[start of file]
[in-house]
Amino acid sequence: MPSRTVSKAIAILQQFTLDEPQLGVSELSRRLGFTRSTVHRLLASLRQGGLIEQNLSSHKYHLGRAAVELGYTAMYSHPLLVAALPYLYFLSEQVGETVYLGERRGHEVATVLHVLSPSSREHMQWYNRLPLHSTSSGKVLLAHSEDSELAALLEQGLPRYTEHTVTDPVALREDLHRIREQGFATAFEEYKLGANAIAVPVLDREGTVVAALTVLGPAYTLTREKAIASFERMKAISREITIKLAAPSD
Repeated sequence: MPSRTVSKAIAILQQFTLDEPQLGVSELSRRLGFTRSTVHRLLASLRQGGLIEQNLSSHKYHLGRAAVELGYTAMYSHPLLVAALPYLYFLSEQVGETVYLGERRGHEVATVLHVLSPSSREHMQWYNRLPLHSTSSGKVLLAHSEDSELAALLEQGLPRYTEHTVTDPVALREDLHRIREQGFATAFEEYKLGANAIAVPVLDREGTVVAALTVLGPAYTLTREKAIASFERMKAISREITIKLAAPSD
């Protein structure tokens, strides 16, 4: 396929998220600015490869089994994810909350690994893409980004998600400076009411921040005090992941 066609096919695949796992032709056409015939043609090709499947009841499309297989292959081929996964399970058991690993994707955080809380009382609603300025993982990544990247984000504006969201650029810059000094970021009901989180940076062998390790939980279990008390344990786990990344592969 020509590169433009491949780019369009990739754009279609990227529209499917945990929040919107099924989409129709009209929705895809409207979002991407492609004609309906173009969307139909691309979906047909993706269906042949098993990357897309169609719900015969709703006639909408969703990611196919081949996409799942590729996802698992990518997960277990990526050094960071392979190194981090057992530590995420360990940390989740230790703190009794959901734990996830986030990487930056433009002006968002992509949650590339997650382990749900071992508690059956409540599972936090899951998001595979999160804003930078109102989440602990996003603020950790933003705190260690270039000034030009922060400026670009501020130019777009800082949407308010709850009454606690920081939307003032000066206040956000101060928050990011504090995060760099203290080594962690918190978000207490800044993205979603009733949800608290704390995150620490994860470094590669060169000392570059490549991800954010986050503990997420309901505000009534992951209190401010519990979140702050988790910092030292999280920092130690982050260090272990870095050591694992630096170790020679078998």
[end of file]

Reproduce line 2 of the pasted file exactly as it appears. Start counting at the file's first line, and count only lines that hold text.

Amino acid sequence: MPSRTVSKAIAILQQFTLDEPQLGVSELSRRLGFTRSTVHRLLASLRQGGLIEQNLSSHKYHLGRAAVELGYTAMYSHPLLVAALPYLYFLSEQVGETVYLGERRGHEVATVLHVLSPSSREHMQWYNRLPLHSTSSGKVLLAHSEDSELAALLEQGLPRYTEHTVTDPVALREDLHRIREQGFATAFEEYKLGANAIAVPVLDREGTVVAALTVLGPAYTLTREKAIASFERMKAISREITIKLAAPSD